Binge drinking refers to a form of alcohol abuse where individuals indulge in excessive episodic drinking (above the 5/4 limit) in a social setting and in a short span of time, generally 2 hours or less.
Most binge drinkers partake in this activity as a form of fun rather than depending on the substance as a coping mechanism (which is what alcoholics do), so the term is not synonymous with alcoholism.
As harmless and acceptable as binge drinking may be viewed in a majority of social circles, it cannot be overlooked as being a possible precursor to alcoholism if a person takes to binge drinking on a regular basis.
The habit can be a risk factor if a binge drinker gradually starts depending on alcohol and consumes it outside his/her social circle to deal with underlying issues such as depression, grief, low self-esteem, and other personal problems.
When alcohol becomes a crutch, it's time to sit up do something about it.
Another reason why most experts and support groups are wary of binge drinking is because binge drinking statistics reveal that it is mainly the young who engage in this behavior.
Let’s take a look at some of these numbers:
Leading government surveys and studies have thrown light on the magnitude of binge drinking in the U.S. and the truly negative consequences it can have when not controlled.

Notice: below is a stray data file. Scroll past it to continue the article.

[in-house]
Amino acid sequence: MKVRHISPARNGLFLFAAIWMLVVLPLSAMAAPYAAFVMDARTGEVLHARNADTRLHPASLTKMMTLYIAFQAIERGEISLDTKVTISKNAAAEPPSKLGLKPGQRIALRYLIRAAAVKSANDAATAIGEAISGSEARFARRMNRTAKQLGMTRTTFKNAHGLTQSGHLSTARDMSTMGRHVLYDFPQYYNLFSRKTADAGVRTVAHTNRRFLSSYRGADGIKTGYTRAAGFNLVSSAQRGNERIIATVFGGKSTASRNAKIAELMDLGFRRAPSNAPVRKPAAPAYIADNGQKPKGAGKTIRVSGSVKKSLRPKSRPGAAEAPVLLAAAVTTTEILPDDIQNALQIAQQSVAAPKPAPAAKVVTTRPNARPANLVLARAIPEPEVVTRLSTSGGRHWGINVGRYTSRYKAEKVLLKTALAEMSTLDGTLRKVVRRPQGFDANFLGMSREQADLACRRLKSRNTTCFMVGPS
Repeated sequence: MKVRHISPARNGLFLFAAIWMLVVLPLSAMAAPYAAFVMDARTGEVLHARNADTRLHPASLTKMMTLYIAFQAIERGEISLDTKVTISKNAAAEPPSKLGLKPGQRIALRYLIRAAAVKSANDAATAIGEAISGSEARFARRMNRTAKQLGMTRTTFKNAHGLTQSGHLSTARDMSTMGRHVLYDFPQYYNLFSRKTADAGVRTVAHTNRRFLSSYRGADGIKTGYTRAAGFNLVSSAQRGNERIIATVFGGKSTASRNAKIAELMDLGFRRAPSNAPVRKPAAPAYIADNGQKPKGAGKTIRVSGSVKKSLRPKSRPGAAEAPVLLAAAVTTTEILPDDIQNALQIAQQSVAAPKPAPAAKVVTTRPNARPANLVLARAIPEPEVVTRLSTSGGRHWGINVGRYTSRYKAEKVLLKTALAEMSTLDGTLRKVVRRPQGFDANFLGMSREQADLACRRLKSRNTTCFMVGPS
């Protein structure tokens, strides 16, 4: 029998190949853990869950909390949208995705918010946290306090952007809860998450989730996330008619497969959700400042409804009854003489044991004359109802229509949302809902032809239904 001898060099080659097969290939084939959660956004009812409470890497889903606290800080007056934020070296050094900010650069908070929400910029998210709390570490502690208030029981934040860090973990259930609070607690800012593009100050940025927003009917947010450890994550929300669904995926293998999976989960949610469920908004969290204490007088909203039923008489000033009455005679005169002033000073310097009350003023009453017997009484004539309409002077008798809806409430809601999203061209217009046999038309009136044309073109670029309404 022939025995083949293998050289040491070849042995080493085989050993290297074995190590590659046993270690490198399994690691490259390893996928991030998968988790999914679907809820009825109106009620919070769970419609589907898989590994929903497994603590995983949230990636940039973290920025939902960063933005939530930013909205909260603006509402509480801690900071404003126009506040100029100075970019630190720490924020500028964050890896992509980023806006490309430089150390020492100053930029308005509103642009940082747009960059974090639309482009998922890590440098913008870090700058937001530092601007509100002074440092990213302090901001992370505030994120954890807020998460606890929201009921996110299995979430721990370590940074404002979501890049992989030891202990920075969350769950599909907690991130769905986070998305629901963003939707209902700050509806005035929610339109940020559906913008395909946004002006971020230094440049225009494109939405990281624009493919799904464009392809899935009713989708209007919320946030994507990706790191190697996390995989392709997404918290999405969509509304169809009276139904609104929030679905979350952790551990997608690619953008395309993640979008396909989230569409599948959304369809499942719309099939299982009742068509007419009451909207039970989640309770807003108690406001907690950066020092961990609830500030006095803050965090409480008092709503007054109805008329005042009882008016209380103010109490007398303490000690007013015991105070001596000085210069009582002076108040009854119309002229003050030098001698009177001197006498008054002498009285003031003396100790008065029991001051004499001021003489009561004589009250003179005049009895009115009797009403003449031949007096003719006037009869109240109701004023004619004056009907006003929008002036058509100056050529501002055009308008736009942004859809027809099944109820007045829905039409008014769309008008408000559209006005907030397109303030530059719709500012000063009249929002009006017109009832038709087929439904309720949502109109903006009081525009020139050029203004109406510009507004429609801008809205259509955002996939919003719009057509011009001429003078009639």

In a 2009 study, the Centers for Disease Control and Prevention (CDC) published some startling binge drinking statistics, such as the fact that well over 79,000 excessive alcohol consumption deaths were accounted for by binge drinking alone. The CDC also went on to reveal that binge drinking is one of the leading preventable causes of death in the country.
Here’s some insights into some other U.S. binge drinking statistics published by Dr. Timothy Naimi, a physician in the alcohol team at the CDC, and his colleagues:
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Deborah Morrow, M.S. Addiction Psychology, is the director of treatment programs for The Alcoholism Guide website. In her practice Deborah provides on-line coaching and support for those dependent on alcohol or who require other services such as relapse prevention or court mandated services. (Read More)
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